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Build a
SharePoint Intake
/ Request List
WES PRESTON
PWR201
Session Abstract
Use core SharePoint capabilities (2010 or 2013) to build
a sample solution that manages requests and can ...
Intro: Wes Preston
Based in Minneapolis, MN
MVP – SharePoint Server (5 years)
MCITP – SharePoint Administrator 2010
MCTS –...
Agenda
Overview
Before the Build
Building the Solution
After the Build
Overview
What is ‘Intake’?
An ‘intake’ form is a generic name for a list of items that need to be
addressed by someone - a request ...
Examples
LOTS of examples out there – both generic and specific to your business
or organization:
SharePoint site request ...
Business Case
Which scenarios are good candidates for a SharePoint solution?
Why are we building this?
There needs to be a...
Scenario: Site Requests
The sample used in this presentation is a request for a new SharePoint
site.
The manager of the Sh...
Before the Build
Information Architecture
Where is the solution going to live?
◦ As part of an existing site?
◦ As a stand-alone site?
◦ As...
Metrics, ROI, User
Adoption
If you want to demonstrate improvement you need to:
◦ Determine what needs to be measured
◦ Ta...
Governance
Who owns the process? Who is responsible for what’s working and
what’s not working?
What are the Service Level ...
Requirements
How formal and detailed any requirements need to be is determined by
the standards of the organization, thoug...
The Build
The List
Easiest and quickest way to get a list and form in place is to create a
consolidated list of all the fields that ...
The List
New Item looks like this by
default… ->
For everyone…
Which is too much…
The List
And the default All Items view will look something like this:
Which is ok for starters but will get cluttered ove...
Forms
Crawl approach - Start with out of box (OOB) forms as just shown.
Walk approach – Use the Content Type method for ed...
Forms
Content Type approach uses all OOB and SharePoint Designer (SPD)
solutions to limit the fields that are displayed du...
Content Types
‘New Request’
- As seen by users when initial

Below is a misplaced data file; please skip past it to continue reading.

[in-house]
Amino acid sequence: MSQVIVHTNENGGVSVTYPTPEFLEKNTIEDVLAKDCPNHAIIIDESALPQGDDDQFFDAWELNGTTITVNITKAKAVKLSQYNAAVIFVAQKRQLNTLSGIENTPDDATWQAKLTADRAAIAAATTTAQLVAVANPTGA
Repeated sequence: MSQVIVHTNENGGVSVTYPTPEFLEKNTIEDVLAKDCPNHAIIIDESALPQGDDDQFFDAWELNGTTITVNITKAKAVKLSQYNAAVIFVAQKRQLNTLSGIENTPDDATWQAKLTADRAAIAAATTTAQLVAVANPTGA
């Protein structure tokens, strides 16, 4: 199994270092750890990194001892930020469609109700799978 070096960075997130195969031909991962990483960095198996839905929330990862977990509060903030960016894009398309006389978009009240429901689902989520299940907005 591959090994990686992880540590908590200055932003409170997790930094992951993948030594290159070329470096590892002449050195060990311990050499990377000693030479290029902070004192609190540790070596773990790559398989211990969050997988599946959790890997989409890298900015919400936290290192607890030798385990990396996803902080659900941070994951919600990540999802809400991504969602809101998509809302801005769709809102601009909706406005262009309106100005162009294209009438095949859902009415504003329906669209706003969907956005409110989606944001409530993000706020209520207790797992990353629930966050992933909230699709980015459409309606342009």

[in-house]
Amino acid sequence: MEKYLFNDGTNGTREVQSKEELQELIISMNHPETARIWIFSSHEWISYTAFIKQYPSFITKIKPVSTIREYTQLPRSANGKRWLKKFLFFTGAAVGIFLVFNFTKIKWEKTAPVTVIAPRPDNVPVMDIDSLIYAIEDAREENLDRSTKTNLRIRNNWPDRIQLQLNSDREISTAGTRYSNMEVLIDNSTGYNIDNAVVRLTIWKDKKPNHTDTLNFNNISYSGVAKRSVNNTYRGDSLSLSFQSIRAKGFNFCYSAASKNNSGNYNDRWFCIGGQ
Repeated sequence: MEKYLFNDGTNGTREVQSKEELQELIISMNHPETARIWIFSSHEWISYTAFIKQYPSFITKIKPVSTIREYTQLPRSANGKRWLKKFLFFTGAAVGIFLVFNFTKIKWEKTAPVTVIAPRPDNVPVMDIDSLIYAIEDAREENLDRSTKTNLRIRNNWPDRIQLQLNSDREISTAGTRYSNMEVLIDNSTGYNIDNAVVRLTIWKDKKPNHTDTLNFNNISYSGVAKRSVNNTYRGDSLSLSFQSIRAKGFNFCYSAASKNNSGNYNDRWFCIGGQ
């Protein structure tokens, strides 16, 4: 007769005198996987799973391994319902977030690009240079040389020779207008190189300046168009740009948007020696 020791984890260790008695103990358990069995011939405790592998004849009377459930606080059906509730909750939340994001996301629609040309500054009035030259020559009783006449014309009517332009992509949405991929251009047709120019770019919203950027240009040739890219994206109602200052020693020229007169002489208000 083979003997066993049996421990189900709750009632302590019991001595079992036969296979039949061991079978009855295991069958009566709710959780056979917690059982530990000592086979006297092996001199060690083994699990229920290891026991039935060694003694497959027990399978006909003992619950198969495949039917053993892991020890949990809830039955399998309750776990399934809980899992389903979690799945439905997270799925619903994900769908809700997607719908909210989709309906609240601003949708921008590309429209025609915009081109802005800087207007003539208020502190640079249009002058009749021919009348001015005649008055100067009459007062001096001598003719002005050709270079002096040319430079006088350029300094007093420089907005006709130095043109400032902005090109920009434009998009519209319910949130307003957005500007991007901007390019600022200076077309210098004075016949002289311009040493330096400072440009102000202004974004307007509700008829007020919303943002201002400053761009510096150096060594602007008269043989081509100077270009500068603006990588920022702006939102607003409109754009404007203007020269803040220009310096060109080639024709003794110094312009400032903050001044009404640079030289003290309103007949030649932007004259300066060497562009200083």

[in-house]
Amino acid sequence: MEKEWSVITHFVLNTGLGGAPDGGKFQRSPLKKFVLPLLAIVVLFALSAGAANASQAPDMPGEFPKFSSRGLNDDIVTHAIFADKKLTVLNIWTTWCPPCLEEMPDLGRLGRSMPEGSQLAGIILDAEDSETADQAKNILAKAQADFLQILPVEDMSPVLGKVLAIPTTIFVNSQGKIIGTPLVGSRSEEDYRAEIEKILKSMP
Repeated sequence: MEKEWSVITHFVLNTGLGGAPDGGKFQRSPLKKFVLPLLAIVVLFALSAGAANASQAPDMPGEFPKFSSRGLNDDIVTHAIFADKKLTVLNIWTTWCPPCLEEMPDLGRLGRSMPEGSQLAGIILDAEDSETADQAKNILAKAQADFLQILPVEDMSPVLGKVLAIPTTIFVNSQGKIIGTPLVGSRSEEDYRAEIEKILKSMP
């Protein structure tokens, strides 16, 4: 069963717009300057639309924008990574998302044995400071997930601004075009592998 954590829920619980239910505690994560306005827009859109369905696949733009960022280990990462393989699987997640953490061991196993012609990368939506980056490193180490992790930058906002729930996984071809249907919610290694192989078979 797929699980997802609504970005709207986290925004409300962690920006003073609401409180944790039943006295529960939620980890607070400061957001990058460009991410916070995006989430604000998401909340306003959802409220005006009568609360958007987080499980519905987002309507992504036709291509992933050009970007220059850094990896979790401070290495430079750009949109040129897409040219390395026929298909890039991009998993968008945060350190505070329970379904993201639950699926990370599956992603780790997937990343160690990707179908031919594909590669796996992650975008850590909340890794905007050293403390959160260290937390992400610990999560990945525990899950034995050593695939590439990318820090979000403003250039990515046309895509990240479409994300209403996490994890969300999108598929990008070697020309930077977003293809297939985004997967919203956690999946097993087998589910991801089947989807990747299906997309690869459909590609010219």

request is made
◦ Title
◦ Description
◦ Site Type
◦ Site Owner...
Workflow
Create a simple SPD workflow that kicks off when a new item is created.
This changes the content type of the item...
Views
As with many solutions, views are key to smooth user experiences.
Creating views that are relevant to each role is c...
Views
Home page – Could be based on ‘recent requests’.
My Requests – This can get a bit dodgy when someone is making
reque...
Pages
Additional pages can be created as needed to fit specific content or
role-based requirements. In the site request co...
Pages - Instructions
Even with the simplest functionality, having some instruction is good for
the user experience and set...
Pages - SLA
Information about a Service Level Agreement doesn’t have to be very
long, just long enough to communicate the ...
Navigation
Navigation can be provided in whatever way is most beneficial to the
users, though it may be influenced by styl...
After the Build
Metrics and ROI
Now that the new system / process is in place:
◦ Re-measure the same metrics as before
◦ Report on the cha...
Continue to improve…
You will need to determine how far you want to go with the solution.
You can keep building more and m...
Quick Recap
This example shows just one possible solution to one possible scenario.
There are many tweaks and approaches t...
Try It Yourself!
Play with many of these
features in Office365
◦ http://office.microsoft.com
/en-us/business/compare-
offi...
References
Content Types to Modify Fields Displayed in NewItem and EditItem
Forms
http://sarahlhaase.wordpress.com/2011/03...
Thank You
2013 SharePoint Fest DC - Build a SharePoint Intake/Request List
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2013 SharePoint Fest DC - Build a SharePoint Intake/Request List

  1. 1. Build a SharePoint Intake / Request List WES PRESTON PWR201
  2. 2. Session Abstract Use core SharePoint capabilities (2010 or 2013) to build a sample solution that manages requests and can be extended to fit a variety of business use-cases: IT Requests, site requests, Help Desk, marketing materials, etc. Replace unmanaged, manual processes currently used in most organizations with consistent and measurable business processes. Start with a basic SharePoint list, extend it with new columns to capture business details and add role-specific capabilities, views and simple workflow actions. See examples of using content types, list permissions and simple SharePoint Designer processes (NO InfoPath).
  3. 3. Intro: Wes Preston Based in Minneapolis, MN MVP – SharePoint Server (5 years) MCITP – SharePoint Administrator 2010 MCTS – SharePoint 2010, Configuration MCTS – WSS 3.0 and MOSS Configuration www.idubbs.com/blog www.trecstone.com @idubbs wes@trecstone.com
  4. 4. Agenda Overview Before the Build Building the Solution After the Build
  5. 5. Overview